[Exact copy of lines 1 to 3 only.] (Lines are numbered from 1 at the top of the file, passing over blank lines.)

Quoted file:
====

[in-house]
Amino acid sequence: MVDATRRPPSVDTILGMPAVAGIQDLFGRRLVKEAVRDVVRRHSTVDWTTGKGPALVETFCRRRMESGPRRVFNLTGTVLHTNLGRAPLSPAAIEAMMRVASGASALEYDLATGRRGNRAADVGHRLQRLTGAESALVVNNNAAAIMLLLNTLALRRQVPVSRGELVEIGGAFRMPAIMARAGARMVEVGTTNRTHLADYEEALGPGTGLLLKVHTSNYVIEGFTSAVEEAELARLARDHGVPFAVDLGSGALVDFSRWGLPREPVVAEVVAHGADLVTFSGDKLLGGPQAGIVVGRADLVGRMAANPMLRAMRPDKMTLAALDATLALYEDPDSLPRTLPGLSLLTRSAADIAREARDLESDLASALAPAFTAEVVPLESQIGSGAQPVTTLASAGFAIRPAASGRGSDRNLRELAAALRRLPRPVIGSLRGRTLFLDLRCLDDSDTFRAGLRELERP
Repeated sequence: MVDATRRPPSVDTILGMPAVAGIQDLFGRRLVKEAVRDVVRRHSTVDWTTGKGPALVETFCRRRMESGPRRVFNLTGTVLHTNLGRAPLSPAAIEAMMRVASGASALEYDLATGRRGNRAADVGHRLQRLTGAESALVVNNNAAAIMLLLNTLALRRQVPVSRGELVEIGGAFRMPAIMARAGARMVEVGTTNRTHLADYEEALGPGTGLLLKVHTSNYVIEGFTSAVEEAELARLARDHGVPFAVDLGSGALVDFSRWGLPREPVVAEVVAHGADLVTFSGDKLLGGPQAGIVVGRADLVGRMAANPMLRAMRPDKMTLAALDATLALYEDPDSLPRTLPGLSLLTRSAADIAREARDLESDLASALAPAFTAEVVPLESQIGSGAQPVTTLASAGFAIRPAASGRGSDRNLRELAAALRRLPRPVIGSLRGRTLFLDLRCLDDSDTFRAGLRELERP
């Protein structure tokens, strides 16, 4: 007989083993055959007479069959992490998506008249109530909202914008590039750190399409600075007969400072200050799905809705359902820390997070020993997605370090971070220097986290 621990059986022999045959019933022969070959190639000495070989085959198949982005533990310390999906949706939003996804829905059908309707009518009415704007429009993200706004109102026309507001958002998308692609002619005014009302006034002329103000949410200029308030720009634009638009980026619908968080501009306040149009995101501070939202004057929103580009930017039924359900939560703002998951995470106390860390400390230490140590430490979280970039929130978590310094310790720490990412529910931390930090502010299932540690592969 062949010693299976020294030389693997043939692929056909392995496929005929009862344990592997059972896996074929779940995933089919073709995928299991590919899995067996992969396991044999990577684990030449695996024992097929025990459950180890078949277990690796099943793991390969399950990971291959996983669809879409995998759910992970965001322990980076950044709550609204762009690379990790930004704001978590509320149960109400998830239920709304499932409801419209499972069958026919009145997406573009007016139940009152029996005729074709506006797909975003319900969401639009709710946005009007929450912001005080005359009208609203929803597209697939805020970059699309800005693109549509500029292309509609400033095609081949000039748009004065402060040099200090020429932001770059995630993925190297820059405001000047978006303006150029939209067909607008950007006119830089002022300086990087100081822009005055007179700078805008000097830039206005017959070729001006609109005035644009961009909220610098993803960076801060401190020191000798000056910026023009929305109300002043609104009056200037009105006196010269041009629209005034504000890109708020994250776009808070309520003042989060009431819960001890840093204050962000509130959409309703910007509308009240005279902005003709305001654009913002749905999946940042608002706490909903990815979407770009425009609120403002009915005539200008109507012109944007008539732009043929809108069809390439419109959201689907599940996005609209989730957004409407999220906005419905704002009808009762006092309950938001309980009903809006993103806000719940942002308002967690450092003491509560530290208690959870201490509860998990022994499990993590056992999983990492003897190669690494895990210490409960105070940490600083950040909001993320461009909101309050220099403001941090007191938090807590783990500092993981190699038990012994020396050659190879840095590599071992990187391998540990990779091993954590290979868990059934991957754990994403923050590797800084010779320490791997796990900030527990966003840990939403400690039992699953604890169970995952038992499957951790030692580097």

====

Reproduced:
[in-house]
Amino acid sequence: MVDATRRPPSVDTILGMPAVAGIQDLFGRRLVKEAVRDVVRRHSTVDWTTGKGPALVETFCRRRMESGPRRVFNLTGTVLHTNLGRAPLSPAAIEAMMRVASGASALEYDLATGRRGNRAADVGHRLQRLTGAESALVVNNNAAAIMLLLNTLALRRQVPVSRGELVEIGGAFRMPAIMARAGARMVEVGTTNRTHLADYEEALGPGTGLLLKVHTSNYVIEGFTSAVEEAELARLARDHGVPFAVDLGSGALVDFSRWGLPREPVVAEVVAHGADLVTFSGDKLLGGPQAGIVVGRADLVGRMAANPMLRAMRPDKMTLAALDATLALYEDPDSLPRTLPGLSLLTRSAADIAREARDLESDLASALAPAFTAEVVPLESQIGSGAQPVTTLASAGFAIRPAASGRGSDRNLRELAAALRRLPRPVIGSLRGRTLFLDLRCLDDSDTFRAGLRELERP
Repeated sequence: MVDATRRPPSVDTILGMPAVAGIQDLFGRRLVKEAVRDVVRRHSTVDWTTGKGPALVETFCRRRMESGPRRVFNLTGTVLHTNLGRAPLSPAAIEAMMRVASGASALEYDLATGRRGNRAADVGHRLQRLTGAESALVVNNNAAAIMLLLNTLALRRQVPVSRGELVEIGGAFRMPAIMARAGARMVEVGTTNRTHLADYEEALGPGTGLLLKVHTSNYVIEGFTSAVEEAELARLARDHGVPFAVDLGSGALVDFSRWGLPREPVVAEVVAHGADLVTFSGDKLLGGPQAGIVVGRADLVGRMAANPMLRAMRPDKMTLAALDATLALYEDPDSLPRTLPGLSLLTRSAADIAREARDLESDLASALAPAFTAEVVPLESQIGSGAQPVTTLASAGFAIRPAASGRGSDRNLRELAAALRRLPRPVIGSLRGRTLFLDLRCLDDSDTFRAGLRELERP